The bodacious sound from that .44 puts the fear of God in Ebenezer. That dog hightails it lickety-split for his doghouse and once he’s there he starts in to whimperin’. I feel sad for him. I guess he don’t like loud noises. I look around for Bandit but he’s nowhere to be found. Guess he don’t like loud noises neither.  

This doesn’t look good I think to myself as I’m bending over Mrs. Crawford trying to wake her up out of her concussed state because she hit her head on the stone step from the recoil of the gun and there’s still the matter of me in a backyard where I don’t belong with a shovel in my hand and her with a big gun still in her hand smokin’ and the police pullin’ up because the Hogsteads were scared shitless when their bedroom window was blown to smithereens so they called them.  Them bein’ the police. They bein’ the Hogsteads.

Before I know it, the cops are in that backyard along with me and old lady Crawford, pointing their Glocks. At me. Not at old lady Crawford. 

Now those Glocks are nice weapons. I can see them clearly in the moonlight and I’m thinkin’ they’re fifth-generation models probably the Glock 17 or 19, chambered for 9x19 millimeter if I had to guess.

“Drop the shovel!”

I recognize the voice immediately as belonging to an old high school friend of mine, Buddy Henderson. Even so, I figure I better comply so I drop it. The shovel makes a dull thud as it hits the ground but not before the handle grazes old lady Crawford on the pinkie of her right hand. Her shootin’ hand.  For a half a second, I’m afraid it might trigger what you’d call an unconscious reflex in old lady Crawford causing her to pull the trigger, you might say triggerin’ a real trigger. I could just see an unintentional shooting war with me being the recipient of a lot of  9x19 millimeter lead, something I don’t like to think about to this day.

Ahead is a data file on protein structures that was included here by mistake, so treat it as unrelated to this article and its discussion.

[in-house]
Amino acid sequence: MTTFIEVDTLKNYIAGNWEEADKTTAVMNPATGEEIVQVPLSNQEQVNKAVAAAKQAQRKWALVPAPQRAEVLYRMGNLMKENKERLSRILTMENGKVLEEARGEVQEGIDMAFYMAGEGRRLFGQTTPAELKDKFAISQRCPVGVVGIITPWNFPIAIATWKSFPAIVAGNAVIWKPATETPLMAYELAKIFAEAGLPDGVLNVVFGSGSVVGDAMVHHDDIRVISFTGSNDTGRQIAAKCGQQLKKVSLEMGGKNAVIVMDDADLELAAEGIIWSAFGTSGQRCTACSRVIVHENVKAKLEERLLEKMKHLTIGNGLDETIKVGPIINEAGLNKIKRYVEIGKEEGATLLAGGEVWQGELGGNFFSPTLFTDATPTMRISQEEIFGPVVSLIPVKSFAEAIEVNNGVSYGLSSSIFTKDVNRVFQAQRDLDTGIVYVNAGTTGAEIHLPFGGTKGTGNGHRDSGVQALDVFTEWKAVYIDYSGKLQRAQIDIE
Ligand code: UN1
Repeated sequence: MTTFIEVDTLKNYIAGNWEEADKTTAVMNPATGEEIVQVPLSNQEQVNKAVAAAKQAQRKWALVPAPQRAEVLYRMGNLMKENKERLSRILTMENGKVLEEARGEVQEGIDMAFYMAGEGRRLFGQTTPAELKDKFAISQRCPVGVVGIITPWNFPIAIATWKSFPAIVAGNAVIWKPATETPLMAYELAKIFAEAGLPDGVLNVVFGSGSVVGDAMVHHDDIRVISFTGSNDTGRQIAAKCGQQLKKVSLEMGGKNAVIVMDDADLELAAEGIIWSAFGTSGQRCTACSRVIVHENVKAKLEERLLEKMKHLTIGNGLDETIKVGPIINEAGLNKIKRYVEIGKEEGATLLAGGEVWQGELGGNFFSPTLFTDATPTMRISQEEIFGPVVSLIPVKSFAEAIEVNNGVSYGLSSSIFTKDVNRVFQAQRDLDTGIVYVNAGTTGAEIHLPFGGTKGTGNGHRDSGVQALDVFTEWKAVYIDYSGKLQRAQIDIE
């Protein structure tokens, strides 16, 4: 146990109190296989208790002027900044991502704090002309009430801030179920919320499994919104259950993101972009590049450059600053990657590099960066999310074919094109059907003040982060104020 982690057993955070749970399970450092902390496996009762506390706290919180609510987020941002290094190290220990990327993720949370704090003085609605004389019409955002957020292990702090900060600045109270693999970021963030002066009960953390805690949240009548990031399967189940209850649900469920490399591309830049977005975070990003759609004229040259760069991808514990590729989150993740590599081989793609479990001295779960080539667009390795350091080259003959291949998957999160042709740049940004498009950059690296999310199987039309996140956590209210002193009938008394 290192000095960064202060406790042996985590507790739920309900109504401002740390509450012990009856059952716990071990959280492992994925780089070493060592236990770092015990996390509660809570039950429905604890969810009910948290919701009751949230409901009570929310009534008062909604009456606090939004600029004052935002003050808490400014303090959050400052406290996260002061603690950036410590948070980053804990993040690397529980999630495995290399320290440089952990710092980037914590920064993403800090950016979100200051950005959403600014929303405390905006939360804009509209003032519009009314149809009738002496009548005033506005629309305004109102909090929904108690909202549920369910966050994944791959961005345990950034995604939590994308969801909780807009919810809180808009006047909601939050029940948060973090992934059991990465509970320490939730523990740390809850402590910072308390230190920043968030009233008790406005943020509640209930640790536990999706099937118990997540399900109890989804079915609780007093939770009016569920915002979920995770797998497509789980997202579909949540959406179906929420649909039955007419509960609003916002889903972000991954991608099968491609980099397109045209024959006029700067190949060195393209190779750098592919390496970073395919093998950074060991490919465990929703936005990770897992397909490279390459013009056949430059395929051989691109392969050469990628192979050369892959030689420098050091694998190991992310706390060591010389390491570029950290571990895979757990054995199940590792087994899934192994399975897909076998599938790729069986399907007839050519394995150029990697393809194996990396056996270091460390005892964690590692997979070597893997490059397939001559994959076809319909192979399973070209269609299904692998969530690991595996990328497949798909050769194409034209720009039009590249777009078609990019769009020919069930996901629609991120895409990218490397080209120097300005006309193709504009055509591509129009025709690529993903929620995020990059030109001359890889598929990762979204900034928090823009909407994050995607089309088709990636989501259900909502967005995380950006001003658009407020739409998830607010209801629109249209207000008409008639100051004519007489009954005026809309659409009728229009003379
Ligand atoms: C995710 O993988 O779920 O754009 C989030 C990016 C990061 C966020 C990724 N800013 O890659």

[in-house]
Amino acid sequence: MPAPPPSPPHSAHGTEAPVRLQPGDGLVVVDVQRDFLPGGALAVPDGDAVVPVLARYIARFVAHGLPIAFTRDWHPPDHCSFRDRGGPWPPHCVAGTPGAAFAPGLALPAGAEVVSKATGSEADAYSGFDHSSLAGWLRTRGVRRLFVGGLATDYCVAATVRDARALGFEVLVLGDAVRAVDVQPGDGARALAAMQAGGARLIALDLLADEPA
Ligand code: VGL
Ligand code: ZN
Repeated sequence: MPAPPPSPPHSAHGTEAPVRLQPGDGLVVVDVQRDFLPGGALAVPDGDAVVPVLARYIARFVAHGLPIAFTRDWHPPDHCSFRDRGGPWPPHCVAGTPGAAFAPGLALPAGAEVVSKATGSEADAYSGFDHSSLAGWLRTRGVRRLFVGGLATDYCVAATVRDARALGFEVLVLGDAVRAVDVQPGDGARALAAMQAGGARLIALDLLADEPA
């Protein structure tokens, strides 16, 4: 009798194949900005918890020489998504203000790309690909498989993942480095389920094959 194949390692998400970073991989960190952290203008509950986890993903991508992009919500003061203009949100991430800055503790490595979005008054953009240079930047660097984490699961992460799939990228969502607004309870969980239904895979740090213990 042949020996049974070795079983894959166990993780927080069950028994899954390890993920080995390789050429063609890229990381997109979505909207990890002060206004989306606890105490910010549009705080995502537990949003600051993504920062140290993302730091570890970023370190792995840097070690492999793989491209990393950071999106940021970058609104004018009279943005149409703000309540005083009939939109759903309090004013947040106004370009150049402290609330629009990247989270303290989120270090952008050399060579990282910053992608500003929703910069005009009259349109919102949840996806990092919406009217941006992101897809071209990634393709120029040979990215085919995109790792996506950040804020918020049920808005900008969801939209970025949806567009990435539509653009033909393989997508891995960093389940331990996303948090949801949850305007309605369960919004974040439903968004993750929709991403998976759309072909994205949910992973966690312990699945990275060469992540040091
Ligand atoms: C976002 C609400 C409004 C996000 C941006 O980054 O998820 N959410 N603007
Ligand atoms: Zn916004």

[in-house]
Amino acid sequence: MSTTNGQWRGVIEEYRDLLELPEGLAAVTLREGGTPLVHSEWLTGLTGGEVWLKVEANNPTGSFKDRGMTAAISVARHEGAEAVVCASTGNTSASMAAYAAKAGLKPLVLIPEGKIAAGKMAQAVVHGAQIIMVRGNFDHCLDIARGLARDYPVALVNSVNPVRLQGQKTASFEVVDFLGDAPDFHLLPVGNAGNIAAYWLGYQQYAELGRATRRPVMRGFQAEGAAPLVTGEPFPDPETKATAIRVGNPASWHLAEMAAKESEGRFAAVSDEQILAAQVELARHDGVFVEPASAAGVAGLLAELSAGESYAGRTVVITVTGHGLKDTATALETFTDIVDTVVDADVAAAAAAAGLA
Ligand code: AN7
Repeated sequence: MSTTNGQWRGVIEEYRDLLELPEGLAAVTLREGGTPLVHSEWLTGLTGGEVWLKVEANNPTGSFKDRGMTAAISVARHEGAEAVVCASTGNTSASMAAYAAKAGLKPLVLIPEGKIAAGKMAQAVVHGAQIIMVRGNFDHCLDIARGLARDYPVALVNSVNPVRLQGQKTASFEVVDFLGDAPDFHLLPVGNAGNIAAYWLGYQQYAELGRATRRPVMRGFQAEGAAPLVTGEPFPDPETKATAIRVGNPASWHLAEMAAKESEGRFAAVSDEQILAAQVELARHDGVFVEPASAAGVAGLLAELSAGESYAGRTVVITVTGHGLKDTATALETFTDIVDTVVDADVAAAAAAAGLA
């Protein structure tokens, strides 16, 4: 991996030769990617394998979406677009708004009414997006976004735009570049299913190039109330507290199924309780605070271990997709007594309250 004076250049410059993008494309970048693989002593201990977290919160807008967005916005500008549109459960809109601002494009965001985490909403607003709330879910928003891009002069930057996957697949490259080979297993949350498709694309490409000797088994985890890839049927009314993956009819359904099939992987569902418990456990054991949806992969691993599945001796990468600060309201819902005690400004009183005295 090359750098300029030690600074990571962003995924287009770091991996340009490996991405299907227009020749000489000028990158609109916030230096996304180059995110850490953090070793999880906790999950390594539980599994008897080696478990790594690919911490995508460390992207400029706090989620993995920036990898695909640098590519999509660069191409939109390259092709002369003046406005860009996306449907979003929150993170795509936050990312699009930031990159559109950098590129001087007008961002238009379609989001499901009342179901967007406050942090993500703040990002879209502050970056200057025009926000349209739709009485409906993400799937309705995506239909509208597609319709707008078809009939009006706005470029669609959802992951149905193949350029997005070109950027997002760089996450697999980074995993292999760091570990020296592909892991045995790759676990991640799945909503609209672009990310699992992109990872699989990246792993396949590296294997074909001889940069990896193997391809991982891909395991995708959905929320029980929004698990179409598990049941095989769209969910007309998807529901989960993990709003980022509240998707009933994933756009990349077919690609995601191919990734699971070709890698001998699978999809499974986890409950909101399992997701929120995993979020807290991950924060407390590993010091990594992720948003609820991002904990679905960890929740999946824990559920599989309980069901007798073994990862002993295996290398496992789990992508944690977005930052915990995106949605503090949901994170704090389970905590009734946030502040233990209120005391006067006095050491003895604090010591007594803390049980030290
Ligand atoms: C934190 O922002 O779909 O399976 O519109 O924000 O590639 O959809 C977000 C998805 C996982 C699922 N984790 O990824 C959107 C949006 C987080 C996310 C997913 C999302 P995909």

“Clyde? Is that you?”


The two officers lower their weapons.

Buddy motions at old lady Crawford. “She okay?” Crawford is beginning to sit up while holding her hand to her head.

“Yeah, she’ll be fine. Recoil from a .44 Magnum.”

“That so?”

“I guess you’re probably wonderin’ what this is all about.”

“You might say that.”

“I don’t rightly know where to start.”

“Start at the beginning. It’s usually the easiest.”

“The beginning?  You sure?”


“Okay. Here goes: ‘I stepped out onto the back porch to feed my pet lemur when my foot hit a loose wood plank. Now, the nail that was supposed to keep the plank in place has been missing for several weeks, it’s the one I was planning to fix it this weekend but…”